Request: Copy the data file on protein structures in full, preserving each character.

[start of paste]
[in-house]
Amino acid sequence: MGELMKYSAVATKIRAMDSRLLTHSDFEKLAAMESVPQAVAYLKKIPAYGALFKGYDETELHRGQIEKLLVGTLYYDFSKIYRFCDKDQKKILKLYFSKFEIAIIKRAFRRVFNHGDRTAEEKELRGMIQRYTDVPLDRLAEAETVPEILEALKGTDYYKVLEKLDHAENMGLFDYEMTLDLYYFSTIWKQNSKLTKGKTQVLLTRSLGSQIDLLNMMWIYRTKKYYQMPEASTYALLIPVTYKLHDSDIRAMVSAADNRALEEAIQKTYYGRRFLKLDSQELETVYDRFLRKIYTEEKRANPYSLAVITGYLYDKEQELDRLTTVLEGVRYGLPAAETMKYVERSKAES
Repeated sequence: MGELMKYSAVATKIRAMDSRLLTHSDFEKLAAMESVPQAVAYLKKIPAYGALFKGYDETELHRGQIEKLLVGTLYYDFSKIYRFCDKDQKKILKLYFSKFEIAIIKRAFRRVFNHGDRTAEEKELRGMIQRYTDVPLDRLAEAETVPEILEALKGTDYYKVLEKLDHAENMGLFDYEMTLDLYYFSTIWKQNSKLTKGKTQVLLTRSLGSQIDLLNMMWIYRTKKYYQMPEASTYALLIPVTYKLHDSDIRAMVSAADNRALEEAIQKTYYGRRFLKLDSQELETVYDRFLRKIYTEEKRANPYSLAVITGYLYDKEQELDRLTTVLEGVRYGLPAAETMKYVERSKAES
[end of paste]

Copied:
[in-house]
Amino acid sequence: MGELMKYSAVATKIRAMDSRLLTHSDFEKLAAMESVPQAVAYLKKIPAYGALFKGYDETELHRGQIEKLLVGTLYYDFSKIYRFCDKDQKKILKLYFSKFEIAIIKRAFRRVFNHGDRTAEEKELRGMIQRYTDVPLDRLAEAETVPEILEALKGTDYYKVLEKLDHAENMGLFDYEMTLDLYYFSTIWKQNSKLTKGKTQVLLTRSLGSQIDLLNMMWIYRTKKYYQMPEASTYALLIPVTYKLHDSDIRAMVSAADNRALEEAIQKTYYGRRFLKLDSQELETVYDRFLRKIYTEEKRANPYSLAVITGYLYDKEQELDRLTTVLEGVRYGLPAAETMKYVERSKAES
Repeated sequence: MGELMKYSAVATKIRAMDSRLLTHSDFEKLAAMESVPQAVAYLKKIPAYGALFKGYDETELHRGQIEKLLVGTLYYDFSKIYRFCDKDQKKILKLYFSKFEIAIIKRAFRRVFNHGDRTAEEKELRGMIQRYTDVPLDRLAEAETVPEILEALKGTDYYKVLEKLDHAENMGLFDYEMTLDLYYFSTIWKQNSKLTKGKTQVLLTRSLGSQIDLLNMMWIYRTKKYYQMPEASTYALLIPVTYKLHDSDIRAMVSAADNRALEEAIQKTYYGRRFLKLDSQELETVYDRFLRKIYTEEKRANPYSLAVITGYLYDKEQELDRLTTVLEGVRYGLPAAETMKYVERSKAES